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Chapter 16. Retouching > Defining Planes

Defining Planes

Before you can get all this magic to work properly, you have to educate Vanishing Point about your image by defining the perspective planes that make up your image. When you first open the filter (Filter > Vanishing Point), you'll be presented with a large dialog box and a small tool palette. Choose the Create Plane tool (which looks like a tiny grid) and click on the four corners of a flat surface in your image so Vanishing Point is aware of how the perspective affects that surface. The rectangle you are defining will change color to indicate if Vanishing Point is having trouble with the plane you're attempting to define. If the grid turns red, Vanishing Point can't figure out how that shape could possibly be a flat rectangular surface as it relates to the perspective you are defining (Figure 16.58). If it turns yellow (Figure 16.59), you have a grid that could be used, but the results will be less than ideal. When the grid becomes blue (Figure 16.60), Vanishing Point is saying “all systems go” and you're ready to start painting or retouching your image. If you define a plane by clicking on the four corners of a small object, you may need to extend the side handles so the grid covers the entire surface (or at least the area you plan to modify). If you plan to work with more than one surface in your image, you'll have to define each plane so Vanishing Point knows how those surfaces relate (Figure 16.61).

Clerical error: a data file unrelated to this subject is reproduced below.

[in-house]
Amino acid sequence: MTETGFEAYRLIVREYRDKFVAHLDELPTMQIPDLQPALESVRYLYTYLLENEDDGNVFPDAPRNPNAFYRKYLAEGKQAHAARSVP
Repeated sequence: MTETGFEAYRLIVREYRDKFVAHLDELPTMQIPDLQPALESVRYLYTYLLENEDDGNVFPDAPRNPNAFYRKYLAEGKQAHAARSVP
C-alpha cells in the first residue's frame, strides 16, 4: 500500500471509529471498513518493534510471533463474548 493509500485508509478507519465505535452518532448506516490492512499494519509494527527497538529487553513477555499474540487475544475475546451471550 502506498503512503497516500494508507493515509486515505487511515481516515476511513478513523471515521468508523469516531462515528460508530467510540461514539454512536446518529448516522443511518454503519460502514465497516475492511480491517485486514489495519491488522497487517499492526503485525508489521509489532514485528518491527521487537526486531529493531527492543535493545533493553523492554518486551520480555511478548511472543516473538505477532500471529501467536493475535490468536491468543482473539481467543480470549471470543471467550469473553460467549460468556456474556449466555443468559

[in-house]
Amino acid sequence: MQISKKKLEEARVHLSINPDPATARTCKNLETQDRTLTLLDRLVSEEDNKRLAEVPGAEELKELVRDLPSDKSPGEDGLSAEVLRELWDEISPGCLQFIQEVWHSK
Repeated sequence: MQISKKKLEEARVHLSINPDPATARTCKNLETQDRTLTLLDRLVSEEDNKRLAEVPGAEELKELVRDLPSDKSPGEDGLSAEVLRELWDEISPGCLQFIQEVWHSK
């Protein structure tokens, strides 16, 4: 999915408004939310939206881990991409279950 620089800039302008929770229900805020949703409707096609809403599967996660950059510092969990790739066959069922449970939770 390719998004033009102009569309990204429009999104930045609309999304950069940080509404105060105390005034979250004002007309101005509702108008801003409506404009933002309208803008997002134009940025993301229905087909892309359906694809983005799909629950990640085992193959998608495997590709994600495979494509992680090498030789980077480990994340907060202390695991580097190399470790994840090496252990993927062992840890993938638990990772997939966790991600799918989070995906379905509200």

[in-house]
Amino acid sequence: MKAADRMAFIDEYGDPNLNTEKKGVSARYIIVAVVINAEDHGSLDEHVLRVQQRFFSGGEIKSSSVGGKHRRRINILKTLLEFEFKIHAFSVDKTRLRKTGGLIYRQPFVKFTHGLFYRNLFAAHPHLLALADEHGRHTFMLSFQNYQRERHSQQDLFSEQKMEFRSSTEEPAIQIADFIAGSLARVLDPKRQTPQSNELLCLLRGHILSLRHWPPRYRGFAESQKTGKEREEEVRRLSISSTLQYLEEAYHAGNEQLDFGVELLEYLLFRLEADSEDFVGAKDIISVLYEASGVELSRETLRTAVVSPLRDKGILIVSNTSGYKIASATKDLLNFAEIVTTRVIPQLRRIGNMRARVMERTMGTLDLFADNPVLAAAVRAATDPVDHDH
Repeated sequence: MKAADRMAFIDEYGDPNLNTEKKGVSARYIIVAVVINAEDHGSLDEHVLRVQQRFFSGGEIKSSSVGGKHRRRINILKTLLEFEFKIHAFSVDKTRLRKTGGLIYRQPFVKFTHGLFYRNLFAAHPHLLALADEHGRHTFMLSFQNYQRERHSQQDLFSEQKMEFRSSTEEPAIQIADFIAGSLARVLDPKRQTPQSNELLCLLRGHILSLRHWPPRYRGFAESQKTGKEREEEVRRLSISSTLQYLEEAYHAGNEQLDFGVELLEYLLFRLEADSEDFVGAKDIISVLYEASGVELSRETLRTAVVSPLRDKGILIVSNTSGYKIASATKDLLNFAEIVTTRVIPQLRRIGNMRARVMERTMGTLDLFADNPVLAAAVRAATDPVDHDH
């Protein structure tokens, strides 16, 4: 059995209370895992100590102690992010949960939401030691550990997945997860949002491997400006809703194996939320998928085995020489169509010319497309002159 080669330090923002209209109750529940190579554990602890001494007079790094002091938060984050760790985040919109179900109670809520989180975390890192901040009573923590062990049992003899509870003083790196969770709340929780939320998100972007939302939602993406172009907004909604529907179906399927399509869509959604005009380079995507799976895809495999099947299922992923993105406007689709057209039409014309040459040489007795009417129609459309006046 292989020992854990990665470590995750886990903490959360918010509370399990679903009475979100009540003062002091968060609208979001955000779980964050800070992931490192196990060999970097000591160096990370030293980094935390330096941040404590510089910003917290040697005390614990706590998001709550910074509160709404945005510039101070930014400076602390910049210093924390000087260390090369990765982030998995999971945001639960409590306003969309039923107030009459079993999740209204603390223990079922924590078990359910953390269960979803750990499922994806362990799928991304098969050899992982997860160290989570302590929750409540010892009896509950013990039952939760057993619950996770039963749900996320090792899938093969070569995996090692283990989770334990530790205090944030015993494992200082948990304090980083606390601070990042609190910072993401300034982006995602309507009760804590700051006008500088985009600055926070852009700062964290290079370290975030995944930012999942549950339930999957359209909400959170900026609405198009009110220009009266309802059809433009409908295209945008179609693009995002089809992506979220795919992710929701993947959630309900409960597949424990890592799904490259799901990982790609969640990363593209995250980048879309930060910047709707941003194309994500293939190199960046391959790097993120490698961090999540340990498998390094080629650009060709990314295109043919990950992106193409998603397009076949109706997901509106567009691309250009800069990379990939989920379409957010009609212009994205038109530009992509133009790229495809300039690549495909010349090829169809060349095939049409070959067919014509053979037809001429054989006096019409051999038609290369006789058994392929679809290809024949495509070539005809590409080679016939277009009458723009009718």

Figure 16.58. A red outline is a sign of problems.



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